Nd..Has anyone seen / heard younger children 5-10 spreading Covid to Adults?*

A Tale of Two Dawgs

War Daddy
Gold Member
Jan 17, 2002
Classic debating style. My preference has all benefits, no costs. It’s delusional, but it’s the tool of choice for the intellectually dishonest.

Some who favor keeping schools closed for safety reasons—not an unreasonable position in and of itself—argue as if there are no costs (or minimal ones) with remote learning. The data indicates otherwise.


Test scores receding, learning stunted, with minority and low income students most affected. None of which is news to anyone who interfaces with those outside the bubble. Or to parents. I’ve yet to find one who was satisfied. I had one in private and the school was exceptional (but still not close to in person and the Head of School acknowledges as much). Had another in public—and a very good public one—abject disaster. Technical problems, lack of oversight, rampant cheating by students, etc. College experience was better, but maturity difference is huge there.

And as the very experienced teacher in the article notes, learning remotely and playing games are not the same. Kids will stick to a screen if it’s what they WANT to do; force them to do something they don’t want and it’s a different story. Plus, they’re already in front of screens all day, which is terrible for them. Now you’re adding 4-6 more hours.

And that doesn’t even touch the significant portion of the population with learning difficulties (ranging from ADHD to autism to dyslexia). It’s an incredible challenge that won’t be worked out by fall and no one believes otherwise. Educators don’t actually think this is a good substitute; they just don’t know how to handle the public health part of it. Understandable, but it doesn’t somehow make the remote learning cost-free.

It’s a trade-off, and low-income kids and those with learning challenges will bear the brunt of it, as will 3-6 year olds in dual-working family situations (not every family can afford to have a parent quit or go part-time). Those are critical developmental years that can’t be replicated.

You don’t get to ignore those costs and pretend them away because they’re inconvenient to your preference for safety. Instead, you have to show that the benefits from safety are worth these trade-offs. Maybe they are, but it’s not because remote learning is devoid of costs.
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Silent Majority
Gold Member
Jul 19, 2019
I can’t even fathom the thought of being taught school by my Mom or much less my Dad. They had the patience of (well I can’t think of an analogy) near zero. Couldn’t even reach me to ride a bike or throw a football without yelling at me. No matter what we think of some teachers, unless a parent is trained to a large degree in teaching, the kid, no matter what age or intelligence level will be impacted negatively (just one man’s opinion worth exactly what you paid for it).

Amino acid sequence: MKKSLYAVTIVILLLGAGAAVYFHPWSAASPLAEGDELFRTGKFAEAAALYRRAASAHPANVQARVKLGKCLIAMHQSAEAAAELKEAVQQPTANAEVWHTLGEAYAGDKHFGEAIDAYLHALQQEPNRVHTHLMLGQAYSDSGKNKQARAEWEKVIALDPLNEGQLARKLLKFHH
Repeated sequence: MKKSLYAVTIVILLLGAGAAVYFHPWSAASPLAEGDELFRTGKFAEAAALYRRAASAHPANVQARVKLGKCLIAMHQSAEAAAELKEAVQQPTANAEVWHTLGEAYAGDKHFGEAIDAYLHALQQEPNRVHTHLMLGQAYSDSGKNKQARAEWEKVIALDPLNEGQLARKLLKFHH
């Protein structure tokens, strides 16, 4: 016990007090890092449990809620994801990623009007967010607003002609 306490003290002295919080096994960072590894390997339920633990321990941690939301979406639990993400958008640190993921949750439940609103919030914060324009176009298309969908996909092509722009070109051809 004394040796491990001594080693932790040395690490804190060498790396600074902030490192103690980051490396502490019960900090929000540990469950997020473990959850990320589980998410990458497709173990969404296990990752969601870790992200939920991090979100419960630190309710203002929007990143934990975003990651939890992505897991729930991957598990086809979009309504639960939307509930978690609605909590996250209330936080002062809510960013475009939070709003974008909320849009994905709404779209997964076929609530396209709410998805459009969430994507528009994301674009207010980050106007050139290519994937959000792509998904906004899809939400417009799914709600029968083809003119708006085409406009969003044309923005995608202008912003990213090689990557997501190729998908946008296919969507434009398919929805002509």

Gold Member
Jan 24, 2010
There’s millions of other “essential” workers doing necessary jobs with the same concerns. Teachers with conditions, pregnancies, or family members are no more different than the grocery workers or health professionals. The goal never was making sure don’t get it, we will NEVER get beyond that because it’s not going anywhere. It was always and has to be making sure people can get treatment If they need it.
That’s true, without any consideration for quality of education, particularly with the younger kids. And if you’re younger without a home attentive to their child’s learning, a detrimental difference in quality.
I live in an area that's a mix of middle and upper middle class with plenty of well "educated" parents. It was pretty obvious to see even though we were trying to balance jobs and teach that the Quality of education the younger kids were getting was horrible.
Some of the assignments were so technologically dependent that you had to be a computer expert to complete. Education is more important than a liquor store or a protest. However, i assume that if people aren't drinking or high they would be a little more likely to do something positive in their free time and help the situation improve. I think what is essential and what is not has just been based on economics. There is a lot of construction going on right now that isn't essential but there are lobbyist for construction/architecture and engineering firms who are making sure it keeps going.

In short, we didn't shut down the economy because of Polio and why we should get back to normal and stop living in fear and claiming we are wise.


Aug 3, 2018
Why are you turning your back on the children from bad homes that depend on school for their meals and stability?
If you’d read the further down the thread, you’d see that I did no such thing. That’s not what the discussion is about, anyway. Terrible attempt at a straw man on your part.

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